The Kurdistan Solidarity Network (KSN) sent election monitors to Bakur in 2015. They witnessed the widespread intimidation of voters in Kurdish areas, with state forces bringing soldiers, paramilitary ‘village guards’, and heavy artillery to the polling booths. The KSN delegation said many voters didn’t come out to vote, for fear of the military presence.

The police assault on the HDP and YSP members on Tuesday is a continuation of this pattern of state intimidation of the left at election time. Turkish state forces will do whatever they can to prevent the leftist opposition from being able to take to the streets.

The atmosphere of fear and intimidation has often spilled into extreme violence. In 2015, bombs targeted a HDP rally and a peace protest in the run-up to election time.

It seems like the same pattern of violence and intimidation may repeat itself this year. However, the YSP is determined to continue mobilising despite the state violence against them. They aim to rewrite the Turkish constitution and create radical democracy in Turkey, building participation from the grassroots. According to YSP co-leader İbrahim Akın:

We [want to] strengthen local governments based on democracy and equal representation with the will of the people participating in management and decision-making processes through assemblies, city councils, platforms, professional organisations and democratic mass organisations.

The YSP isn’t standing a presidential candidate in the upcoming elections. Instead, Recep Tayyip Erdoğan, Turkey’s dictatorial president, faces an electoral battle with the Nation Alliance, led by the Republican People’s Party. The Nation Alliance includes parties and politicians with right-wing ideologies.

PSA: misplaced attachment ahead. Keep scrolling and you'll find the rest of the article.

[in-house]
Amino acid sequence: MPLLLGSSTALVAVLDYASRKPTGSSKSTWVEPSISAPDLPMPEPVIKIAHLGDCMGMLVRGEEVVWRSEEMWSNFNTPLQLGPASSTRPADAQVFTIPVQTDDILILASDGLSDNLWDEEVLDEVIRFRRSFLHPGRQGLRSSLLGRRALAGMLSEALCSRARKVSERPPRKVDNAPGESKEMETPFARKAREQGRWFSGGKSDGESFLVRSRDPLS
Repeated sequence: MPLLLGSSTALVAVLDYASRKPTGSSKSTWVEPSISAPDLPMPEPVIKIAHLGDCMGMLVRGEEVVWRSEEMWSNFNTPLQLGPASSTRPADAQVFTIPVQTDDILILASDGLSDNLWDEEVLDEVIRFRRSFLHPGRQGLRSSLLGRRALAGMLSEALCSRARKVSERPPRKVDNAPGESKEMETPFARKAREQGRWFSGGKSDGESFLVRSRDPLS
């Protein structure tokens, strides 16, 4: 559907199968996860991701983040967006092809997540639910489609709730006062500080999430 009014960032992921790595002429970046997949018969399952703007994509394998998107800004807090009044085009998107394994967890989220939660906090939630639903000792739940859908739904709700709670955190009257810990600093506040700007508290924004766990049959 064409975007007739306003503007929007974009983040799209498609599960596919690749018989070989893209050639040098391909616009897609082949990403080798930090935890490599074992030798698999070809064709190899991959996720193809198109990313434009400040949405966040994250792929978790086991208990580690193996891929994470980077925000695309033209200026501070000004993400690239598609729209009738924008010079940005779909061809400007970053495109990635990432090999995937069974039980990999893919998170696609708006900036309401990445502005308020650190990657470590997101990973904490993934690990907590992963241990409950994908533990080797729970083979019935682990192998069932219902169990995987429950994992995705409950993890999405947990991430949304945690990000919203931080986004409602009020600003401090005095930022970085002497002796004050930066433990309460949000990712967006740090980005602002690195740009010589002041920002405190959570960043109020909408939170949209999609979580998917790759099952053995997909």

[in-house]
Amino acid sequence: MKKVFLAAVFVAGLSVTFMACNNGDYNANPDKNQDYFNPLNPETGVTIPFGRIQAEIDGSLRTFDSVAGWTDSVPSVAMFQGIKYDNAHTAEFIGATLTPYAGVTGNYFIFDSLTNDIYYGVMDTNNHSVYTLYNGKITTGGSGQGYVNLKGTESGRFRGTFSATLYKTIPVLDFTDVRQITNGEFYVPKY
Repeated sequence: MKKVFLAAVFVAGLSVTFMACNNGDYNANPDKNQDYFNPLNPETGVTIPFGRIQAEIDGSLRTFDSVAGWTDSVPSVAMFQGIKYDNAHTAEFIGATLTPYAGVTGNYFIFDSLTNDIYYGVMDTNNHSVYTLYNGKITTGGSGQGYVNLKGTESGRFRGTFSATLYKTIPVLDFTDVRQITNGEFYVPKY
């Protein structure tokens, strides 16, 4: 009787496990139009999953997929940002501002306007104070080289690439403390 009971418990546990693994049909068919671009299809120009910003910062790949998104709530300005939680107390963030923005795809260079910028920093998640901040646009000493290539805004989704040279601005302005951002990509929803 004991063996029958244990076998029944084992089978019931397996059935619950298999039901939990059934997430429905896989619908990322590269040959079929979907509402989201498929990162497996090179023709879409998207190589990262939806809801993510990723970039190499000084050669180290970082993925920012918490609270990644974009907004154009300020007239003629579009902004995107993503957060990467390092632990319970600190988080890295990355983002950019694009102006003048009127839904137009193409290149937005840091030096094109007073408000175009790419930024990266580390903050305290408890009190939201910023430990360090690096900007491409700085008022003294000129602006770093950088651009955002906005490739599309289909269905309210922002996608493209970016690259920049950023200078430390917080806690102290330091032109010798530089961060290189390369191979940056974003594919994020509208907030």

The election could determine conditions for revolutionary change

Cemil Bayik, co-representative of the executive committee of the Kurdistan Communities Union (KCK), stated the importance of the upcoming election in Turkey. The KCK is an overarching body that includes parts of the Kurdish Freedom Movement from within the states of Iraq, Iran, Turkey, and Syria. It aims to establish democratic confederalism in the region. Democratic confederalism is a concept developed by Kurdistan Workers Party (PKK) co-founder Abdullah Öcalan. The proponents of democratic confederalism seek to establish a system of direct, stateless democracy. According to Bayik

With each day that passes it becomes clearer that the results of the upcoming presidential elections in Turkey will be decisive for the future of the country. The vote on the 14th May is a “vote of fate”, as it is called by many, for both the revolutionary-democratic forces as well as for the forces behind the fascist regime consisting of Erdogan’s Islamist AKP and the Nationalist Movement Party MHP.

The election takes place 100 years after the foundation of the country in a time when the republic faces it’s perhaps largest crisis so far. The war of extermination against the revolutionary movement in Kurdistan and it’s allied democratic forces waged in the past 8 years has bled out the economy of the country, and an expansionist and aggressive politics of occupation in the region as well as the open support for jihadist forces such as the Islamic State and Al-Qaida have led Turkey into a dead end regarding their foreign policy.

One thing’s for sure, and that is that the radical left is refusing to be intimidated by Turkish state aggression. The HDP and YSP are displaying courage and resilience in the face of continued attacks, and things may well escalate over the next few weeks.

You can read more coverage from the Canary about Turkey’s elections here and here.

The featured image is of the HDP/Green Left Party rally, moments before the police attack. Via the international election monitors in Bakur (with permission)